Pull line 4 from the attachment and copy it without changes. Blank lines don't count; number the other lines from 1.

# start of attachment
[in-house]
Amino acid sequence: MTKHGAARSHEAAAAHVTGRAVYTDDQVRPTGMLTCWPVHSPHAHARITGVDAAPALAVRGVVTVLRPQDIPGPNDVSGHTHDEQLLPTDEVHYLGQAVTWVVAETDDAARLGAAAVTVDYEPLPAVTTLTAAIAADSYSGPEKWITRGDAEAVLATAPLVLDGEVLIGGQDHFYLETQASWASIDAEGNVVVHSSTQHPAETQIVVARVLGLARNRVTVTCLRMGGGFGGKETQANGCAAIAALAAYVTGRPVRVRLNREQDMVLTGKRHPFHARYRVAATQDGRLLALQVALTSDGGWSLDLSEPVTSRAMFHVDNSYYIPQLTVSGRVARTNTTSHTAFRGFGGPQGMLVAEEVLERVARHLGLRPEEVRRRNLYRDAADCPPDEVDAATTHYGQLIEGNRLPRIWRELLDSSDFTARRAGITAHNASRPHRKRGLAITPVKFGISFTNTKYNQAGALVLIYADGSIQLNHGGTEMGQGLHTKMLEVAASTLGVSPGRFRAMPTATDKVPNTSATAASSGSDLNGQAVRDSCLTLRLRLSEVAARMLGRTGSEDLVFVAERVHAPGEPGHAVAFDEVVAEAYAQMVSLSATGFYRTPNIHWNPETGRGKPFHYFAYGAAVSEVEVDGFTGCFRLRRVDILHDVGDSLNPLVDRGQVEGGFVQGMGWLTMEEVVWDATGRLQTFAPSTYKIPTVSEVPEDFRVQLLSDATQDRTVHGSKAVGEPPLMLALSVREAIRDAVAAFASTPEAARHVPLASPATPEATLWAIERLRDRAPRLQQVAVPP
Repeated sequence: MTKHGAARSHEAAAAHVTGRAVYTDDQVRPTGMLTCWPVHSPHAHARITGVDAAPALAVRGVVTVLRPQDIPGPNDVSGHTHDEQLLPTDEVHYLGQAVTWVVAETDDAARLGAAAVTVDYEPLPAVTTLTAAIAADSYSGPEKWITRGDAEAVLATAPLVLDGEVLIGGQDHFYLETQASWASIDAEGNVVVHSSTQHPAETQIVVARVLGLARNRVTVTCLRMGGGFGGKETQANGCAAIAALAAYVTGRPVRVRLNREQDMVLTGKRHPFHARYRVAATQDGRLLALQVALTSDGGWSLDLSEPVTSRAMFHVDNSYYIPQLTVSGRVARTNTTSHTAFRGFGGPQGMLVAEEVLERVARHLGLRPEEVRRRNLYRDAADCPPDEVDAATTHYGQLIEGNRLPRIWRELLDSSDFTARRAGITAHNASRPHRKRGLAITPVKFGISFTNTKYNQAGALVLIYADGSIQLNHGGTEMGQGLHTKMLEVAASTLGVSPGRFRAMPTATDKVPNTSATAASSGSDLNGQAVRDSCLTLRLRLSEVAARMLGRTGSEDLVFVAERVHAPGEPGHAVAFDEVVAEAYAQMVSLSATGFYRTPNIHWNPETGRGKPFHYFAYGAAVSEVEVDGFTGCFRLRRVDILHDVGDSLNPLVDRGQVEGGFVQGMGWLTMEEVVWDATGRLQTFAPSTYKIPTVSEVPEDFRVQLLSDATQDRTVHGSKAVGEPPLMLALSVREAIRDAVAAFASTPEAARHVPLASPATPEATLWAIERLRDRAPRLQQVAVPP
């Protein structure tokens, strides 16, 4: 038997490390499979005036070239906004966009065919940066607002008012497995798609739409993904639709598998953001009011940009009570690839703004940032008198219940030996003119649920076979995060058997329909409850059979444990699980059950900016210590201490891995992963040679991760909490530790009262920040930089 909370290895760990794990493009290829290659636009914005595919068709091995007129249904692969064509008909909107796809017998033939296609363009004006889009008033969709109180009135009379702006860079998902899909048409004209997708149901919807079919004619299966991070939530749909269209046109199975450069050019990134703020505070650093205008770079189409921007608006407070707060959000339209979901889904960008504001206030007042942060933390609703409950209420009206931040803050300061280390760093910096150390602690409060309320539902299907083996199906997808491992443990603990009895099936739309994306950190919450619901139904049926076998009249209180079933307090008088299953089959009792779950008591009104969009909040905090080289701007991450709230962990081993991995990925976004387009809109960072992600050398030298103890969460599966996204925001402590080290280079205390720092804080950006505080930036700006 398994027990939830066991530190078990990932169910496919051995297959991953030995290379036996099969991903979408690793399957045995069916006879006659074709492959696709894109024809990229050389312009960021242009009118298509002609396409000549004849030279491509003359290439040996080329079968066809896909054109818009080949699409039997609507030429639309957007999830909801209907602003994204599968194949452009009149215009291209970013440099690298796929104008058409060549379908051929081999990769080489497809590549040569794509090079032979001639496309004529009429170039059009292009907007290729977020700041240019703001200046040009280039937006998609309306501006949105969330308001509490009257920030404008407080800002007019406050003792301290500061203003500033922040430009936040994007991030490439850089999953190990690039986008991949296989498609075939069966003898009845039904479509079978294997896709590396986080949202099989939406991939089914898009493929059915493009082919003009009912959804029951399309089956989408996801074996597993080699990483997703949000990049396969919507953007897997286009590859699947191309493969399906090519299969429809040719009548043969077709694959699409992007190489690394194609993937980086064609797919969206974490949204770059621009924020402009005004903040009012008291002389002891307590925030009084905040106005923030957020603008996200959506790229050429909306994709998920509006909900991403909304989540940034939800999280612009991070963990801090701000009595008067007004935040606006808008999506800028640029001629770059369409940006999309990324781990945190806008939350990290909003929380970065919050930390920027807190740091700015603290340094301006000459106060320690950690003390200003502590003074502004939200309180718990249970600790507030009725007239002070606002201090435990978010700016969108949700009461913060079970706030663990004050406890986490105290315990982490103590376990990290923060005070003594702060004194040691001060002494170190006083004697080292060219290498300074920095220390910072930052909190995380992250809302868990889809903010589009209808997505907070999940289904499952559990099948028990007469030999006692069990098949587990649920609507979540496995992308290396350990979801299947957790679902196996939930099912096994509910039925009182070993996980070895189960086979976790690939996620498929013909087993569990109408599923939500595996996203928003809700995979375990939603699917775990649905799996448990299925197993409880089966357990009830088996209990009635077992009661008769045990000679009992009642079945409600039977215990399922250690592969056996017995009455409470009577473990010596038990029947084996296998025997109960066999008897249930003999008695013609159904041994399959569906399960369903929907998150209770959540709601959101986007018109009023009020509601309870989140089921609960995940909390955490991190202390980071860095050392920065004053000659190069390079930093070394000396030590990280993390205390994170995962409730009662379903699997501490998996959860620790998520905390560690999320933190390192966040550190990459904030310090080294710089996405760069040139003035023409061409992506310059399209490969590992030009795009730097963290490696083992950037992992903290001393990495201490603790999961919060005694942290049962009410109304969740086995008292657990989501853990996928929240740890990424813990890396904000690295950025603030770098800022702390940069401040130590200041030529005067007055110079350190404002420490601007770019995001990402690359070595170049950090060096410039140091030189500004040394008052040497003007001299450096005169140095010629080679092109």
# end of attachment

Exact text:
């Protein structure tokens, strides 16, 4: 038997490390499979005036070239906004966009065919940066607002008012497995798609739409993904639709598998953001009011940009009570690839703004940032008198219940030996003119649920076979995060058997329909409850059979444990699980059950900016210590201490891995992963040679991760909490530790009262920040930089 909370290895760990794990493009290829290659636009914005595919068709091995007129249904692969064509008909909107796809017998033939296609363009004006889009008033969709109180009135009379702006860079998902899909048409004209997708149901919807079919004619299966991070939530749909269209046109199975450069050019990134703020505070650093205008770079189409921007608006407070707060959000339209979901889904960008504001206030007042942060933390609703409950209420009206931040803050300061280390760093910096150390602690409060309320539902299907083996199906997808491992443990603990009895099936739309994306950190919450619901139904049926076998009249209180079933307090008088299953089959009792779950008591009104969009909040905090080289701007991450709230962990081993991995990925976004387009809109960072992600050398030298103890969460599966996204925001402590080290280079205390720092804080950006505080930036700006 398994027990939830066991530190078990990932169910496919051995297959991953030995290379036996099969991903979408690793399957045995069916006879006659074709492959696709894109024809990229050389312009960021242009009118298509002609396409000549004849030279491509003359290439040996080329079968066809896909054109818009080949699409039997609507030429639309957007999830909801209907602003994204599968194949452009009149215009291209970013440099690298796929104008058409060549379908051929081999990769080489497809590549040569794509090079032979001639496309004529009429170039059009292009907007290729977020700041240019703001200046040009280039937006998609309306501006949105969330308001509490009257920030404008407080800002007019406050003792301290500061203003500033922040430009936040994007991030490439850089999953190990690039986008991949296989498609075939069966003898009845039904479509079978294997896709590396986080949202099989939406991939089914898009493929059915493009082919003009009912959804029951399309089956989408996801074996597993080699990483997703949000990049396969919507953007897997286009590859699947191309493969399906090519299969429809040719009548043969077709694959699409992007190489690394194609993937980086064609797919969206974490949204770059621009924020402009005004903040009012008291002389002891307590925030009084905040106005923030957020603008996200959506790229050429909306994709998920509006909900991403909304989540940034939800999280612009991070963990801090701000009595008067007004935040606006808008999506800028640029001629770059369409940006999309990324781990945190806008939350990290909003929380970065919050930390920027807190740091700015603290340094301006000459106060320690950690003390200003502590003074502004939200309180718990249970600790507030009725007239002070606002201090435990978010700016969108949700009461913060079970706030663990004050406890986490105290315990982490103590376990990290923060005070003594702060004194040691001060002494170190006083004697080292060219290498300074920095220390910072930052909190995380992250809302868990889809903010589009209808997505907070999940289904499952559990099948028990007469030999006692069990098949587990649920609507979540496995992308290396350990979801299947957790679902196996939930099912096994509910039925009182070993996980070895189960086979976790690939996620498929013909087993569990109408599923939500595996996203928003809700995979375990939603699917775990649905799996448990299925197993409880089966357990009830088996209990009635077992009661008769045990000679009992009642079945409600039977215990399922250690592969056996017995009455409470009577473990010596038990029947084996296998025997109960066999008897249930003999008695013609159904041994399959569906399960369903929907998150209770959540709601959101986007018109009023009020509601309870989140089921609960995940909390955490991190202390980071860095050392920065004053000659190069390079930093070394000396030590990280993390205390994170995962409730009662379903699997501490998996959860620790998520905390560690999320933190390192966040550190990459904030310090080294710089996405760069040139003035023409061409992506310059399209490969590992030009795009730097963290490696083992950037992992903290001393990495201490603790999961919060005694942290049962009410109304969740086995008292657990989501853990996928929240740890990424813990890396904000690295950025603030770098800022702390940069401040130590200041030529005067007055110079350190404002420490601007770019995001990402690359070595170049950090060096410039140091030189500004040394008052040497003007001299450096005169140095010629080679092109």